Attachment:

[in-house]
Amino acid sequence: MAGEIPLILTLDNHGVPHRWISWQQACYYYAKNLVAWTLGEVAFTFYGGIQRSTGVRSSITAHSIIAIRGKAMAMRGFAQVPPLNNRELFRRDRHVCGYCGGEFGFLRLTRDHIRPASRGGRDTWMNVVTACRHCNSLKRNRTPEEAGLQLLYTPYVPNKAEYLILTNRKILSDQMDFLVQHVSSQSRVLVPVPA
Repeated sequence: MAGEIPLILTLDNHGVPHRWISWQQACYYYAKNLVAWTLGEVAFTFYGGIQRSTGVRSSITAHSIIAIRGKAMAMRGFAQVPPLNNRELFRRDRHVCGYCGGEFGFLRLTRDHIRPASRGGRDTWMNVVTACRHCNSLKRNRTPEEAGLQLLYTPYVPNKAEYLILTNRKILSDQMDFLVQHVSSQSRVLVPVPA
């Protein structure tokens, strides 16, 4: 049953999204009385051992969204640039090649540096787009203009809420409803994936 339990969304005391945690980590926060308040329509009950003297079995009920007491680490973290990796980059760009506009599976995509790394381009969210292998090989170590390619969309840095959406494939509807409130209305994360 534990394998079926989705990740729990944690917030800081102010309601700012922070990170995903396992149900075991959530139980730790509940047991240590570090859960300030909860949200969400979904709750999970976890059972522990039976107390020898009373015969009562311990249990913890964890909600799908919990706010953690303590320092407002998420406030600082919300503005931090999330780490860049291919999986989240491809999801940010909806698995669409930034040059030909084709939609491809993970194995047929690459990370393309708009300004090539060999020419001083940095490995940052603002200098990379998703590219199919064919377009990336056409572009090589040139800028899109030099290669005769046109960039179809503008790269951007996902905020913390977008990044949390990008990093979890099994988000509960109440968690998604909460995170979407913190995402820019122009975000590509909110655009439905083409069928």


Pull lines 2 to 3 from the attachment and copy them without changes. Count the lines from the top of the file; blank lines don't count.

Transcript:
Amino acid sequence: MAGEIPLILTLDNHGVPHRWISWQQACYYYAKNLVAWTLGEVAFTFYGGIQRSTGVRSSITAHSIIAIRGKAMAMRGFAQVPPLNNRELFRRDRHVCGYCGGEFGFLRLTRDHIRPASRGGRDTWMNVVTACRHCNSLKRNRTPEEAGLQLLYTPYVPNKAEYLILTNRKILSDQMDFLVQHVSSQSRVLVPVPA
Repeated sequence: MAGEIPLILTLDNHGVPHRWISWQQACYYYAKNLVAWTLGEVAFTFYGGIQRSTGVRSSITAHSIIAIRGKAMAMRGFAQVPPLNNRELFRRDRHVCGYCGGEFGFLRLTRDHIRPASRGGRDTWMNVVTACRHCNSLKRNRTPEEAGLQLLYTPYVPNKAEYLILTNRKILSDQMDFLVQHVSSQSRVLVPVPA